In this used to vs. present simple activity, students ask and answer questions about the way things used to be when they were 12 and the way things are now. Students start by thinking back to when they were 12 years old. Students use used to to write answers to questions about their past habits, routines and states under the heading 'When I was 12 years old'. When the students have done that, they write answers under the heading 'Now', but this time they use the present simple to talk about present habits, routines and states. Next, in pairs, students take it in turns to ask and answer questions about the way things used to be when they were 12 and the way things are now by referring to the information on their worksheet. Finally, students tell the class about how their partner has changed.
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Used To Practice

ESL Used To Worksheet - Grammar Exercises: Unscrambling, Rewriting Sentences, Gap-fill, Writing Questions from Prompts - Speaking: Freer Practice - Pair Work - Pre-intermediate (A2) - 30 minutes

In this used to worksheet, students practice forms of used to in affirmative and negative statements, and Wh questions. To begin, students reorder words to make sentences with used to. Students then move on to rewrite past simple sentences using used to. Next, students use verbs from a box to write negative didn't use to sentences. In the last exercise, students use words to make Wh questions with did you use to. Finally, students ask and answer the questions with a partner.
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Life Changes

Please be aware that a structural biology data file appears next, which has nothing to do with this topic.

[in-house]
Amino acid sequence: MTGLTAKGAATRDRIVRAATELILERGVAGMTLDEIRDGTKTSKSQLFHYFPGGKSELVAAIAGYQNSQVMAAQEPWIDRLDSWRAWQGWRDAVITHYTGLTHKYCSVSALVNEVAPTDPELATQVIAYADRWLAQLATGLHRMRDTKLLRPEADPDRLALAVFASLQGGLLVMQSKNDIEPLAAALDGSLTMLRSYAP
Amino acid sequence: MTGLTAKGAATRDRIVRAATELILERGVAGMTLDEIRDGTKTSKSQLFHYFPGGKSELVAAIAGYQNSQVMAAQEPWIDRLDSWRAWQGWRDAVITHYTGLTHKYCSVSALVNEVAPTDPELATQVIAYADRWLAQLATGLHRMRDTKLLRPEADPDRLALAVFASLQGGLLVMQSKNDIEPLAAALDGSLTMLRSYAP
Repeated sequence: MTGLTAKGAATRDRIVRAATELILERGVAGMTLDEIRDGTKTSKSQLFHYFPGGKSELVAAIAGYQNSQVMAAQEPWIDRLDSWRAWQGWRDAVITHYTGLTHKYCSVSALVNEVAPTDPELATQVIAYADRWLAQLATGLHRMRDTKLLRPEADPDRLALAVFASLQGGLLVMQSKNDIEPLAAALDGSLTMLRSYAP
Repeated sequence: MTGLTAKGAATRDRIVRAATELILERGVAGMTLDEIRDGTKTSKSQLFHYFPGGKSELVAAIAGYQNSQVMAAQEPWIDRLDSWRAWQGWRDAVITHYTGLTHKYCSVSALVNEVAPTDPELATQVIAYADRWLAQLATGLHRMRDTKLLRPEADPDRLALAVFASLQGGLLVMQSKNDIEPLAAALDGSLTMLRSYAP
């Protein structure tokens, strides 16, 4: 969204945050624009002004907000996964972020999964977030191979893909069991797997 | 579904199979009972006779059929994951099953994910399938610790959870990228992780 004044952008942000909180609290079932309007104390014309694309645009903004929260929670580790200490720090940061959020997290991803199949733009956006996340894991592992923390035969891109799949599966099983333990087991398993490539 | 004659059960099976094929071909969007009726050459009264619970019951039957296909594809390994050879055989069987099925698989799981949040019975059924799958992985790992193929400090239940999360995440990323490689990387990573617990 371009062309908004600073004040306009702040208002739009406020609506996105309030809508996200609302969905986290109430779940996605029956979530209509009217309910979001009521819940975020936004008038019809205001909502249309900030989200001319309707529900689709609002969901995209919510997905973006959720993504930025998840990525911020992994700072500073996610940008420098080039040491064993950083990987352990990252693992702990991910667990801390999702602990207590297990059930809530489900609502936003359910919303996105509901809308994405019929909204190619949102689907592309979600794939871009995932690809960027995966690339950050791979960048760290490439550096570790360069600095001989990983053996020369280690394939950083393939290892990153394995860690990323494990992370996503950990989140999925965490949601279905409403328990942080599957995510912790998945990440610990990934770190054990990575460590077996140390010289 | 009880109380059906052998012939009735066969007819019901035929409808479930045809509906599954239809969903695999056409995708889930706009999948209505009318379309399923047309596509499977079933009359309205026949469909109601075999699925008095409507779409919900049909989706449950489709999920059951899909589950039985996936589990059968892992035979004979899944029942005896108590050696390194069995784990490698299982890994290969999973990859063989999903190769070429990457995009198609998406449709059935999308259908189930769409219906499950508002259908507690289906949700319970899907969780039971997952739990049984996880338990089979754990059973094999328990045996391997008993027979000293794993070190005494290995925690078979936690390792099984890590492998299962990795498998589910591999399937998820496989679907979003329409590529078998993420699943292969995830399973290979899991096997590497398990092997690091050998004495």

ESL Used to Activity - Grammar and Speaking: Asking and Answering Questions from Prompts, Guided Discussions, Freer Practice - Pair Work - Upper-intermediate (B2) - 30 minutes

This used to speaking activity is ideal for practicing or reviewing the various forms of used to, e.g. get used to, getting used to, etc. In the activity, students ask and answer questions about the past and present using the various forms. First, students answer questions on their worksheet by writing short answers in a random order in speech bubbles. Next, students exchange worksheets with a partner. Students then take it in turns to choose an answer from one of their partner's speech bubbles and ask them questions to find out what the answer refers to. For example, if a student wrote the word 'beach' in one of the speech bubbles, their partner might ask 'Did you use to go to the beach on holiday? The student replies yes or no accordingly. When a student asks the right question, their partner explains their answer. After the answer has been explained and discussed, the student puts a tick next to the bubble and students swap roles. At the end of the activity, students report back to the class on the most interesting things they found out about their partner.
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Looking back

ESL Used to Activity - Grammar and Speaking: Asking and Answering Questions from Prompts, Guided Discussions, Freer Practice - Pair Work - Upper-intermediate (B2) - 35 minutes